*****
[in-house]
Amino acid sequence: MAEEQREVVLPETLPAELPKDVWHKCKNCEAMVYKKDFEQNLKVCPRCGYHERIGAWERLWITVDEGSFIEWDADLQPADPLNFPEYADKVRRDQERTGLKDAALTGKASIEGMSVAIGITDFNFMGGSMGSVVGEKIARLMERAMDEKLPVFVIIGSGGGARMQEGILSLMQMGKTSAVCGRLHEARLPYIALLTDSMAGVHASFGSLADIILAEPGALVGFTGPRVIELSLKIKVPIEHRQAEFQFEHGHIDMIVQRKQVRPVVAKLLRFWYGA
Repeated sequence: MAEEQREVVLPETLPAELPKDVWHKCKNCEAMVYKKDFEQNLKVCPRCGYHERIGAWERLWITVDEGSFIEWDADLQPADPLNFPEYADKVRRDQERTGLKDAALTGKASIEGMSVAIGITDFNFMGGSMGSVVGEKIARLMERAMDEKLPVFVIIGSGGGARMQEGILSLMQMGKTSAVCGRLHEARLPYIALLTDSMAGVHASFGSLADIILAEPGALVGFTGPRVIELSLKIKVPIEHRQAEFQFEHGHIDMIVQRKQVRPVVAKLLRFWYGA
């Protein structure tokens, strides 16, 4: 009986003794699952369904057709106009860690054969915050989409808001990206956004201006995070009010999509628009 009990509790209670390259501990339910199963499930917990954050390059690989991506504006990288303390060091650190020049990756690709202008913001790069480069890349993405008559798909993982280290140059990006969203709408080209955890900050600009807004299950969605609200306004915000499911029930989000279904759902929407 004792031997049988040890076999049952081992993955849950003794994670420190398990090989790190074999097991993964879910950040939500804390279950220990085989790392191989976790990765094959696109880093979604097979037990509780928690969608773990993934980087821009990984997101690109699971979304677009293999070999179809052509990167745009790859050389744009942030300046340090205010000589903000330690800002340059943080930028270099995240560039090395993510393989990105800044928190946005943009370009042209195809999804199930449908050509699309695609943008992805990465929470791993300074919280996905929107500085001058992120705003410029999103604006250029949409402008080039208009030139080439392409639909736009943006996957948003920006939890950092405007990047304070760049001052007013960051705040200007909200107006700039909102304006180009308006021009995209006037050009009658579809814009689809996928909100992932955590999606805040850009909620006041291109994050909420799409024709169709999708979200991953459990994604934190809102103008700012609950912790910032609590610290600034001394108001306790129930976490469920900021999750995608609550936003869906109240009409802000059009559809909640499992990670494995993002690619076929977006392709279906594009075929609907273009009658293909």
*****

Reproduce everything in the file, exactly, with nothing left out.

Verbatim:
[in-house]
Amino acid sequence: MAEEQREVVLPETLPAELPKDVWHKCKNCEAMVYKKDFEQNLKVCPRCGYHERIGAWERLWITVDEGSFIEWDADLQPADPLNFPEYADKVRRDQERTGLKDAALTGKASIEGMSVAIGITDFNFMGGSMGSVVGEKIARLMERAMDEKLPVFVIIGSGGGARMQEGILSLMQMGKTSAVCGRLHEARLPYIALLTDSMAGVHASFGSLADIILAEPGALVGFTGPRVIELSLKIKVPIEHRQAEFQFEHGHIDMIVQRKQVRPVVAKLLRFWYGA
Repeated sequence: MAEEQREVVLPETLPAELPKDVWHKCKNCEAMVYKKDFEQNLKVCPRCGYHERIGAWERLWITVDEGSFIEWDADLQPADPLNFPEYADKVRRDQERTGLKDAALTGKASIEGMSVAIGITDFNFMGGSMGSVVGEKIARLMERAMDEKLPVFVIIGSGGGARMQEGILSLMQMGKTSAVCGRLHEARLPYIALLTDSMAGVHASFGSLADIILAEPGALVGFTGPRVIELSLKIKVPIEHRQAEFQFEHGHIDMIVQRKQVRPVVAKLLRFWYGA
């Protein structure tokens, strides 16, 4: 009986003794699952369904057709106009860690054969915050989409808001990206956004201006995070009010999509628009 009990509790209670390259501990339910199963499930917990954050390059690989991506504006990288303390060091650190020049990756690709202008913001790069480069890349993405008559798909993982280290140059990006969203709408080209955890900050600009807004299950969605609200306004915000499911029930989000279904759902929407 004792031997049988040890076999049952081992993955849950003794994670420190398990090989790190074999097991993964879910950040939500804390279950220990085989790392191989976790990765094959696109880093979604097979037990509780928690969608773990993934980087821009990984997101690109699971979304677009293999070999179809052509990167745009790859050389744009942030300046340090205010000589903000330690800002340059943080930028270099995240560039090395993510393989990105800044928190946005943009370009042209195809999804199930449908050509699309695609943008992805990465929470791993300074919280996905929107500085001058992120705003410029999103604006250029949409402008080039208009030139080439392409639909736009943006996957948003920006939890950092405007990047304070760049001052007013960051705040200007909200107006700039909102304006180009308006021009995209006037050009009658579809814009689809996928909100992932955590999606805040850009909620006041291109994050909420799409024709169709999708979200991953459990994604934190809102103008700012609950912790910032609590610290600034001394108001306790129930976490469920900021999750995608609550936003869906109240009409802000059009559809909640499992990670494995993002690619076929977006392709279906594009075929609907273009009658293909």